Thoughts on … Doctor Who: Old Friends (2022)
[This is part of an occasional series where I ramble without much focus about an old episode of Doctor Who what I have just watched on my tellybox or a new one I listened to on my pocket computer device.]
This is the fourth set of ninth Doctor adventures since Big Finish made me literally gasp and nearly drop my phone by announcing that Christopher Eccleston was back as the Doctor.
Fond Farewell was – to ape the ninth Doctor – fantastic. A mystery that was as much about touching relationships as it was about AI ethics, I absolutely loved this. A brilliant performance by James Doherty as Professor Flynn Beckett was central to it.
The Way of the Burryman and The Forth Generation I was very nervous about. I’ve mentioned before that I feel that placing these series of adventures between Day of the Doctor and Rose risks undermining that Rose appears to show a very newly-regenerated Doctor who hasn’t even seen his own ears in the mirror yet. Having a whole slew of adventures, including meeting old foes and old friends seems to contradict that even more. “Oh, look at you” says the Doctor, looking at a Cyberman’s head in the TV episode Dalek, as if he hasn’t seen one for years, despite *checks notes* having a recent series of audio run-ins with them and so forth.
So, I did enjoy this, but I found the combination of the Scottish setting and whispery voices very similar to The Curse of Lady Macbeth in the previous set of Eccleston stories. The lone damaged Cyberman motif also echoed the previous box-set’s brilliant Monsters In Metropolis and eighth Doctor story The Silver Turk, but not to as great effect as either of those brilliant stories.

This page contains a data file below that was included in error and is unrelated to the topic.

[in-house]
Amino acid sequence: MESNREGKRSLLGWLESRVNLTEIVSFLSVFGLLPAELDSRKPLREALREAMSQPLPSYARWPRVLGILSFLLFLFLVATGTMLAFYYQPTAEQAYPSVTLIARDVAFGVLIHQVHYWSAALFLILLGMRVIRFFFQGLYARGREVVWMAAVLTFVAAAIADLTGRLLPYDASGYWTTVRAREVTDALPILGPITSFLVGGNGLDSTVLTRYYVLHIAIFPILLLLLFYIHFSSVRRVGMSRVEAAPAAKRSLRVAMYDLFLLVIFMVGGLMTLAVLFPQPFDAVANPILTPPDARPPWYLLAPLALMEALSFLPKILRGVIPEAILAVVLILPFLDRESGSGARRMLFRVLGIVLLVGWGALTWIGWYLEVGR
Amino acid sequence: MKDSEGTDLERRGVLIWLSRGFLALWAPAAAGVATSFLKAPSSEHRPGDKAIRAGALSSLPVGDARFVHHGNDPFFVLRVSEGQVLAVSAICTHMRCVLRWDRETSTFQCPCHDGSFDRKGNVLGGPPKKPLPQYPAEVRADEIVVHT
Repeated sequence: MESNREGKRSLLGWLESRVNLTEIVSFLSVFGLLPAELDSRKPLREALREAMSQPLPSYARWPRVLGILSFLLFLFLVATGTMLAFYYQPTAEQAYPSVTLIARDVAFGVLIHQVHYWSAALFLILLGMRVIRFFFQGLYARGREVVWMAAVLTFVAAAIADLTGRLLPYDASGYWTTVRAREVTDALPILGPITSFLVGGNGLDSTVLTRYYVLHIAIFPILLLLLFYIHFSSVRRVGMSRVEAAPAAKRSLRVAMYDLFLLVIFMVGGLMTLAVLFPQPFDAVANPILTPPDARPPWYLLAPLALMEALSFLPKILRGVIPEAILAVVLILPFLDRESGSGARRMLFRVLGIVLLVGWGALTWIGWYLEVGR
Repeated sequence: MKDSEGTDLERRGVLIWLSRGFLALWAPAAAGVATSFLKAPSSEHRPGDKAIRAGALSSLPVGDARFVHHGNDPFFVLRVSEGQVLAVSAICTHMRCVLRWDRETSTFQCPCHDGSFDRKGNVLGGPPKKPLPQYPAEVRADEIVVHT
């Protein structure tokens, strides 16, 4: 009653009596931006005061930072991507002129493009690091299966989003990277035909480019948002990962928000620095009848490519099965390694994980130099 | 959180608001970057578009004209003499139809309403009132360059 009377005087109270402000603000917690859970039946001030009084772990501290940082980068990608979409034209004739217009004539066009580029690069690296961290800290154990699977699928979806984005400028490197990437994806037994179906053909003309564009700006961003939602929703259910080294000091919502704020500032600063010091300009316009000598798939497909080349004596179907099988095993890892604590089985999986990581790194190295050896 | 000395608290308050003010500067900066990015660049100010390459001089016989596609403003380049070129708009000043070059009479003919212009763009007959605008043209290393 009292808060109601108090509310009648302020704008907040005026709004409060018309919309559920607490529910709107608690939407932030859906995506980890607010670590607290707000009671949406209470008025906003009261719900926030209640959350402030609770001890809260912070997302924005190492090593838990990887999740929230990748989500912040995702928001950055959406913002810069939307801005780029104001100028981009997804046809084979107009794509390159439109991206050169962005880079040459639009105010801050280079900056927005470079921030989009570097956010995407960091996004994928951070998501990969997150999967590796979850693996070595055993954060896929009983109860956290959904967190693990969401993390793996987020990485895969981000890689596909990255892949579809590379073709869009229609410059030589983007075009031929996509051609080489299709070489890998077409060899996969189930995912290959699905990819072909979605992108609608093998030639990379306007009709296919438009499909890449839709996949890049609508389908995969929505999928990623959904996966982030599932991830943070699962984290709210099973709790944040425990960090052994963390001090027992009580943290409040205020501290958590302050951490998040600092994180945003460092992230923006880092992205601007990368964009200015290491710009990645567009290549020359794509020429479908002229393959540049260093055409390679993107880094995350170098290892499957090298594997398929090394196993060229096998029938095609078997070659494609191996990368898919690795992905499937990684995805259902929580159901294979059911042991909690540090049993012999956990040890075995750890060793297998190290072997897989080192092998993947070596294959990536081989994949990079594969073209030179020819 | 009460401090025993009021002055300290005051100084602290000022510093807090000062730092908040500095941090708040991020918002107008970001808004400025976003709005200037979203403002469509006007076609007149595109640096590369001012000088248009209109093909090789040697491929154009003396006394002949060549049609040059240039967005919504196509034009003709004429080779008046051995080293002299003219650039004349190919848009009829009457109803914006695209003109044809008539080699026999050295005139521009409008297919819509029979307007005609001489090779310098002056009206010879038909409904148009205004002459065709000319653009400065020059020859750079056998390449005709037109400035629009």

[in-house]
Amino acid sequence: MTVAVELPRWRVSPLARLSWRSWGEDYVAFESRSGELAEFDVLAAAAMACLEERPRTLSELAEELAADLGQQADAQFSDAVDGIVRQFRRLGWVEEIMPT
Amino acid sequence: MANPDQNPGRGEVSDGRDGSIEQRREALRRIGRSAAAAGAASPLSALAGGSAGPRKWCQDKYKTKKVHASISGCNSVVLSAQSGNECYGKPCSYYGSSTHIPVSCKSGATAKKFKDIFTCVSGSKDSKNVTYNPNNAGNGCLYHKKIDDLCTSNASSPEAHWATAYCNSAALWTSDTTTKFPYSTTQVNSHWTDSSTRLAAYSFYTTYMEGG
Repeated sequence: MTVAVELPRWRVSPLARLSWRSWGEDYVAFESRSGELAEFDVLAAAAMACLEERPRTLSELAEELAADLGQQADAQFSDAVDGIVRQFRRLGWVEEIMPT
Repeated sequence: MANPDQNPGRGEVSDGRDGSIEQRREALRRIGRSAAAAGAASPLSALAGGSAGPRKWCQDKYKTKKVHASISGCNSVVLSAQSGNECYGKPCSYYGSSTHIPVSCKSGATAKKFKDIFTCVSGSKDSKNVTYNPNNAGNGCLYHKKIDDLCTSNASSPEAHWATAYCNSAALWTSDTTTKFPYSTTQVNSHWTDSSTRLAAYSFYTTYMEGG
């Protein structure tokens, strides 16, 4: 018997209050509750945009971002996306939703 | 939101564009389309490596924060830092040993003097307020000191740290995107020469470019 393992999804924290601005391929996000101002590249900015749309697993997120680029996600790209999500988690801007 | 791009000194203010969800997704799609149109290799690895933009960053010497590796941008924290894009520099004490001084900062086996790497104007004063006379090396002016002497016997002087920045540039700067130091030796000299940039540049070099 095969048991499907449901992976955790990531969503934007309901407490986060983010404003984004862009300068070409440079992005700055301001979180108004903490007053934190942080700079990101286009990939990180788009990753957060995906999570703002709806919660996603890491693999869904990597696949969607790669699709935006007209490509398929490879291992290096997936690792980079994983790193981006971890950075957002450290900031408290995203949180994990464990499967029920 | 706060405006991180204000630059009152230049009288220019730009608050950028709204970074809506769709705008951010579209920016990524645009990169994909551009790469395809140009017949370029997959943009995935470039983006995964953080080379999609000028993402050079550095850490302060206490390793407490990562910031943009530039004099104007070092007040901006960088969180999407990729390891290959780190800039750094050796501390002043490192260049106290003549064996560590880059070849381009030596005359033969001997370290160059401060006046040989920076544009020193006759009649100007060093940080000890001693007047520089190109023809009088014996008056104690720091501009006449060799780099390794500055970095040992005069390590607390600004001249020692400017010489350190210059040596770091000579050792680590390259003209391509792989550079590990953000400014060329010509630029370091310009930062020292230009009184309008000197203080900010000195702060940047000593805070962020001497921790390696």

I also had worries about Jon Culshaw as Brigadier Lethbridge-Stewart. There’s no doubt that he can do the voices, but I wonder if there doesn’t end up being such a focus on replicating the ticks and mannerisms of Nicholas Courtney that he’s putting that ahead of playing the part that’s written on the page with some heft.
You can’t fault Eccleston in these stories though. Honestly, he may have said the quiet part out loud by saying that providing for his family during a pandemic was a motivation for returning to the role, but he absolutely throws himself into these stories. He perfectly recaptures the way he portrayed the Doctor on screen, which is a joy to listen to. I’m looking forward to the next set of adventures.
Thoughts on …
The Evil of the Daleks (1967 and 2021)
The Web of Fear (1968 and 2021)
The Invasion (1968)
Time Fracture: spoiler-free review (2021)
Respond to all Calls (2021)
Doctor Who: Redacted (2022)